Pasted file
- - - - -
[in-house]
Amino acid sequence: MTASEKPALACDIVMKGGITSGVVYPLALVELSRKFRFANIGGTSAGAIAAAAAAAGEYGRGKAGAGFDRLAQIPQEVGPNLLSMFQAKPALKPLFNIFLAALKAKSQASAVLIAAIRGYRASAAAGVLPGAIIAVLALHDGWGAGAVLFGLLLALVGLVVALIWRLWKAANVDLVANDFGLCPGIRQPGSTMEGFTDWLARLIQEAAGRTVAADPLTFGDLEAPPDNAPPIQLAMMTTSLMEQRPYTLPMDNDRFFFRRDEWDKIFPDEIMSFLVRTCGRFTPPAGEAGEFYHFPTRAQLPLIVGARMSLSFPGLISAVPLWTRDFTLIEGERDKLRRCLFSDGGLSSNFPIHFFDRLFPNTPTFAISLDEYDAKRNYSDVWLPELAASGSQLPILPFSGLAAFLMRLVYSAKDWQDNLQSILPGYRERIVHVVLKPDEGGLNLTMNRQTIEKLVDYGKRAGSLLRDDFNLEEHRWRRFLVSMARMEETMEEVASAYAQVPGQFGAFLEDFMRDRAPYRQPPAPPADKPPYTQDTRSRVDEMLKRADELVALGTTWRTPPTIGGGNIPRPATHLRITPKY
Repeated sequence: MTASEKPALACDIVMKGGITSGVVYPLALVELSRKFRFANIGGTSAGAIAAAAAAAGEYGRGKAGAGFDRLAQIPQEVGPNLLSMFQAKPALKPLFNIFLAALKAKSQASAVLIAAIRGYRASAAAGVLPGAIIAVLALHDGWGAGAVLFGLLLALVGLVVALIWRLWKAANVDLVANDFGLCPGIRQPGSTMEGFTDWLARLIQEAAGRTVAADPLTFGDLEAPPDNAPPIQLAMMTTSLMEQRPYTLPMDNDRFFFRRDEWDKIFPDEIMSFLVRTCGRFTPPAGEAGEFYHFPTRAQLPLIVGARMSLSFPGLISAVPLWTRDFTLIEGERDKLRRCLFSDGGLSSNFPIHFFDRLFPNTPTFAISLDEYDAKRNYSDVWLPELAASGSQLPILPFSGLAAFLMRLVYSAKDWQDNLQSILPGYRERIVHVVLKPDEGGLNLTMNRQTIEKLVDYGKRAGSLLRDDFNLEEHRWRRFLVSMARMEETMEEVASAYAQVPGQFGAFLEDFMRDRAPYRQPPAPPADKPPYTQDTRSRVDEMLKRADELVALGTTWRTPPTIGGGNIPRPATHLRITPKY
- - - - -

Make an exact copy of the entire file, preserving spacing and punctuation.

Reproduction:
[in-house]
Amino acid sequence: MTASEKPALACDIVMKGGITSGVVYPLALVELSRKFRFANIGGTSAGAIAAAAAAAGEYGRGKAGAGFDRLAQIPQEVGPNLLSMFQAKPALKPLFNIFLAALKAKSQASAVLIAAIRGYRASAAAGVLPGAIIAVLALHDGWGAGAVLFGLLLALVGLVVALIWRLWKAANVDLVANDFGLCPGIRQPGSTMEGFTDWLARLIQEAAGRTVAADPLTFGDLEAPPDNAPPIQLAMMTTSLMEQRPYTLPMDNDRFFFRRDEWDKIFPDEIMSFLVRTCGRFTPPAGEAGEFYHFPTRAQLPLIVGARMSLSFPGLISAVPLWTRDFTLIEGERDKLRRCLFSDGGLSSNFPIHFFDRLFPNTPTFAISLDEYDAKRNYSDVWLPELAASGSQLPILPFSGLAAFLMRLVYSAKDWQDNLQSILPGYRERIVHVVLKPDEGGLNLTMNRQTIEKLVDYGKRAGSLLRDDFNLEEHRWRRFLVSMARMEETMEEVASAYAQVPGQFGAFLEDFMRDRAPYRQPPAPPADKPPYTQDTRSRVDEMLKRADELVALGTTWRTPPTIGGGNIPRPATHLRITPKY
Repeated sequence: MTASEKPALACDIVMKGGITSGVVYPLALVELSRKFRFANIGGTSAGAIAAAAAAAGEYGRGKAGAGFDRLAQIPQEVGPNLLSMFQAKPALKPLFNIFLAALKAKSQASAVLIAAIRGYRASAAAGVLPGAIIAVLALHDGWGAGAVLFGLLLALVGLVVALIWRLWKAANVDLVANDFGLCPGIRQPGSTMEGFTDWLARLIQEAAGRTVAADPLTFGDLEAPPDNAPPIQLAMMTTSLMEQRPYTLPMDNDRFFFRRDEWDKIFPDEIMSFLVRTCGRFTPPAGEAGEFYHFPTRAQLPLIVGARMSLSFPGLISAVPLWTRDFTLIEGERDKLRRCLFSDGGLSSNFPIHFFDRLFPNTPTFAISLDEYDAKRNYSDVWLPELAASGSQLPILPFSGLAAFLMRLVYSAKDWQDNLQSILPGYRERIVHVVLKPDEGGLNLTMNRQTIEKLVDYGKRAGSLLRDDFNLEEHRWRRFLVSMARMEETMEEVASAYAQVPGQFGAFLEDFMRDRAPYRQPPAPPADKPPYTQDTRSRVDEMLKRADELVALGTTWRTPPTIGGGNIPRPATHLRITPKY